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Old 22-03-2009, 02:15   #16
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There are a couple of advantages that I really like about my center cockpit sailboat. The primary one is the large comfortable aft cabin. I also like the excellent engine access, and the centerline sink "island", and the abundant deck space.

Some of the negative attributes seem to be negative in theory only, such as;
1. comfort, I don't notice a significant difference in comfort, not enough to make it an issue.
2. spray, without a dodger it would really suck, but that's equally true of the aft cockpit boats I've sailed. I don't really notice much difference in this regard either. It's like choosing whether to be sprayed with a firehose from thirty feet away or forty feet away, neither one is very fun.
3. steering wheel feel, every boat is different, and the distance from the wheel to the rudder isn't as important as the type and size of rudder/keel and the type of steering system, in my opinion.
4. wasted/useless space, in my opinion, the interior space arrangement of my boat is extremely well thought out and one of the primary advantages of the boat.

The one thing that I prefer on newer aft cockpit boats is a large, comfortable cockpit. It seems like some of the modern aft cockpit production boats have the most comfortable cockpits.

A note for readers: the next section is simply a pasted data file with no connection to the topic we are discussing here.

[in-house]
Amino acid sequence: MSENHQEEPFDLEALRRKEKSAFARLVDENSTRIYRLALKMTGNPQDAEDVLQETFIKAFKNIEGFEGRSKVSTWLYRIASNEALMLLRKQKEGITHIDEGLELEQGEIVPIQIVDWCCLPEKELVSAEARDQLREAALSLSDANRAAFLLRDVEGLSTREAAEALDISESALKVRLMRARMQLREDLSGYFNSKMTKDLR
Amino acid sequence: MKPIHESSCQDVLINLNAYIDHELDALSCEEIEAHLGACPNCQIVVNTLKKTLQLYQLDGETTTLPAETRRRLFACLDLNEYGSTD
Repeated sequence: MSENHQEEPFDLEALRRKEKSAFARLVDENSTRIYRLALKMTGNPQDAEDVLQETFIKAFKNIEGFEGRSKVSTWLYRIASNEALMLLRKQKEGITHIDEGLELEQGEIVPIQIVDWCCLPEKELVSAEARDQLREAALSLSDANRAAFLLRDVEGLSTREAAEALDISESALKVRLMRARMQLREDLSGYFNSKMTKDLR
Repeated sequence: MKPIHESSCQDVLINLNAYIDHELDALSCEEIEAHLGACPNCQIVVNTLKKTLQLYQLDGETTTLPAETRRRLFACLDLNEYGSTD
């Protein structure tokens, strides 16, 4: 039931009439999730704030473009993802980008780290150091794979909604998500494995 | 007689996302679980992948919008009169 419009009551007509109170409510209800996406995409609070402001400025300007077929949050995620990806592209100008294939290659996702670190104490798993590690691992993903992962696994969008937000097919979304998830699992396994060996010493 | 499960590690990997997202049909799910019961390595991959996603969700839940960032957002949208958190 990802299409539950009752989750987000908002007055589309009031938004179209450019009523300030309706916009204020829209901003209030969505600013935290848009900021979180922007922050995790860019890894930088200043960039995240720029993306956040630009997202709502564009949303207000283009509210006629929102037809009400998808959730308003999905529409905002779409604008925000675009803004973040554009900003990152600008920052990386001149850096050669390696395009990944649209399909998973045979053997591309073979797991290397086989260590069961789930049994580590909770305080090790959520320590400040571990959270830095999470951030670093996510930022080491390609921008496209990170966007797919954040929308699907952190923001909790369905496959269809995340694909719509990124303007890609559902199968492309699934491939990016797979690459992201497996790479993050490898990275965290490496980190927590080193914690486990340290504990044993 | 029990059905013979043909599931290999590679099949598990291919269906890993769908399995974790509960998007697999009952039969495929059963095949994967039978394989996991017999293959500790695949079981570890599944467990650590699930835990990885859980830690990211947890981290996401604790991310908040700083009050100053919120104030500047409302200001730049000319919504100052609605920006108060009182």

If someone invited me to go sailing, I wouldn't care if the boat was center or aft cockpit. If I was purchasing the boat, I would have to fall in love with it and want to live on it, and which type of cockpit it had wouldn't even be on my list of criteria. Maybe If the purpose of the boat was strictly for racing I would think differently.

"In theory, there is no difference between theory and practice, but in practice there is."
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Old 22-03-2009, 03:38   #17
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Quote:
Originally Posted by s/v Jedi View Post
When you are rolling, the pivot-point is along the length of the boat and it doesn't matter if you're on the bow or on the stern. It matters if you're closer to that pivot point and that's located close to the cabin sole. The higher up, the less comfort. When I'm in an aft-cockpit, my feet are what, 1-2' above the waterline. For center cockpit, it is much higher, my guess is 4-5' at least.
I wasn't talking about rolling, I was tlking about the pitching motion, which is more comfortable the closer you are to the pivot point.
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Old 22-03-2009, 05:22   #18